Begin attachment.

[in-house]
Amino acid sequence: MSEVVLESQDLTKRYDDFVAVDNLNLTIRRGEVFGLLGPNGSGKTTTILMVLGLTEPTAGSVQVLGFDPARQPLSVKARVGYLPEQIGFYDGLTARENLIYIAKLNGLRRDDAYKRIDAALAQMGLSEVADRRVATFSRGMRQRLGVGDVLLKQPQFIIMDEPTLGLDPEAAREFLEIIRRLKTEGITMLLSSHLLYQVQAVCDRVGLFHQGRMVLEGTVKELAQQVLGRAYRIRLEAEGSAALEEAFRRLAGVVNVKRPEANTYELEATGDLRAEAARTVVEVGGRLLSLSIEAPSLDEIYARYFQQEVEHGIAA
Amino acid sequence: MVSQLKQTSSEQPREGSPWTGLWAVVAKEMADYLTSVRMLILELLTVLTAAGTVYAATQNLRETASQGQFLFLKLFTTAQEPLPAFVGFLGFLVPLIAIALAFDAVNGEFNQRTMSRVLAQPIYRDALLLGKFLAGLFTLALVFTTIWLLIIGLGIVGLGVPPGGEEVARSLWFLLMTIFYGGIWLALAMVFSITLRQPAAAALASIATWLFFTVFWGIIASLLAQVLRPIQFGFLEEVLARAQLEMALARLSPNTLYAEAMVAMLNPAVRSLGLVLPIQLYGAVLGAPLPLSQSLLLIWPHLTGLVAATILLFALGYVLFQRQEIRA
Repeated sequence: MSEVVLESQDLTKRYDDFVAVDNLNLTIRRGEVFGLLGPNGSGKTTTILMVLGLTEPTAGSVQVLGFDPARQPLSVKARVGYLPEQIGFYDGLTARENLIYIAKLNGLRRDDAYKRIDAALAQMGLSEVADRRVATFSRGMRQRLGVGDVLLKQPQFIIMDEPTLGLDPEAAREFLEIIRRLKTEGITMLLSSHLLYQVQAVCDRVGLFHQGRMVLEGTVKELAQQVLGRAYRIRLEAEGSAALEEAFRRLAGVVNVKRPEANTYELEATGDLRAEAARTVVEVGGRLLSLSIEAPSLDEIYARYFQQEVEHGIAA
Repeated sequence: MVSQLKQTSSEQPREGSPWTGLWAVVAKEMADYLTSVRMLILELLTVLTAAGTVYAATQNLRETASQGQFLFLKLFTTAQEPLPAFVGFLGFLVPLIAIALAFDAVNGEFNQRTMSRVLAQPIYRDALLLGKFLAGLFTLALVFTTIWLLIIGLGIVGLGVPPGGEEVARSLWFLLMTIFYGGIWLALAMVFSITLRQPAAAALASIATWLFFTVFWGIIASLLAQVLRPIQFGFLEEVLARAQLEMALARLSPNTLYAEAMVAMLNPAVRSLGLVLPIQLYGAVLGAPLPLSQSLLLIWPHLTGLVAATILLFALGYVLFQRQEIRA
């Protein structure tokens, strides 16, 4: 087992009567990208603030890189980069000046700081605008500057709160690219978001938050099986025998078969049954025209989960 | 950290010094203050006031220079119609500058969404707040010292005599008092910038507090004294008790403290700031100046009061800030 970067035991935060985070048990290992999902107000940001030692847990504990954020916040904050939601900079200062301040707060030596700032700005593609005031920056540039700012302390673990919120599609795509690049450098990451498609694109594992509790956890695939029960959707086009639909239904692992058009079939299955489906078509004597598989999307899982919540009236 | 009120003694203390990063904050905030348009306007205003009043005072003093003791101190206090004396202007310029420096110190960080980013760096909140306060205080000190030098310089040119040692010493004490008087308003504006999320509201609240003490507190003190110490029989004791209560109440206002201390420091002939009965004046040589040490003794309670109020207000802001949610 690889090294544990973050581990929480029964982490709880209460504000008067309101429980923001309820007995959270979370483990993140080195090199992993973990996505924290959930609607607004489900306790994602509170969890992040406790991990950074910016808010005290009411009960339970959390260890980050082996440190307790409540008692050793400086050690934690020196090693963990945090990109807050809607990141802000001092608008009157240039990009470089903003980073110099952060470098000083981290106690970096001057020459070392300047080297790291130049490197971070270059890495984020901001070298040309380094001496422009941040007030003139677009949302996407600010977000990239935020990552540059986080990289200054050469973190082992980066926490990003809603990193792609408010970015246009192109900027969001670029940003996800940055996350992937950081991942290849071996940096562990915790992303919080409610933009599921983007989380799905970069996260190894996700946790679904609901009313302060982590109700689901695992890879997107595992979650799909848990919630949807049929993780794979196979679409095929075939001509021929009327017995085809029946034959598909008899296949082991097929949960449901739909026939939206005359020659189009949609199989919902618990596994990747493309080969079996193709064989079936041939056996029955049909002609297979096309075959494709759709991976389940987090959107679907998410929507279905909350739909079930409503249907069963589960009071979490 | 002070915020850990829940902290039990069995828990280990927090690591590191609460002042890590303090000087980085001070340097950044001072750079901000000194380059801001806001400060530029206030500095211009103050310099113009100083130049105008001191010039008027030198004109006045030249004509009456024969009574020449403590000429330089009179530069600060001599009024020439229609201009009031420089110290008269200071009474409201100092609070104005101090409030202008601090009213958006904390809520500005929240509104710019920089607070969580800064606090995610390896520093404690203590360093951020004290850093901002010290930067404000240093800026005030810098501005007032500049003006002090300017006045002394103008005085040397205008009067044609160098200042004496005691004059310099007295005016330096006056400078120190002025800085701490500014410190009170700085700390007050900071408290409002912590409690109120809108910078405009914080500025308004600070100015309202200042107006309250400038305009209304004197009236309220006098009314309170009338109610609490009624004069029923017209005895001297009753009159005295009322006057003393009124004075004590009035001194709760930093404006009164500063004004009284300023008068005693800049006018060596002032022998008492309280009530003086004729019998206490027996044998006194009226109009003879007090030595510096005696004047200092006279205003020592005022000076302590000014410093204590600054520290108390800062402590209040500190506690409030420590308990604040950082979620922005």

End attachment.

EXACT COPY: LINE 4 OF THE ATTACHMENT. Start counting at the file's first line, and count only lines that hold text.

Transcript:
Repeated sequence: MSEVVLESQDLTKRYDDFVAVDNLNLTIRRGEVFGLLGPNGSGKTTTILMVLGLTEPTAGSVQVLGFDPARQPLSVKARVGYLPEQIGFYDGLTARENLIYIAKLNGLRRDDAYKRIDAALAQMGLSEVADRRVATFSRGMRQRLGVGDVLLKQPQFIIMDEPTLGLDPEAAREFLEIIRRLKTEGITMLLSSHLLYQVQAVCDRVGLFHQGRMVLEGTVKELAQQVLGRAYRIRLEAEGSAALEEAFRRLAGVVNVKRPEANTYELEATGDLRAEAARTVVEVGGRLLSLSIEAPSLDEIYARYFQQEVEHGIAA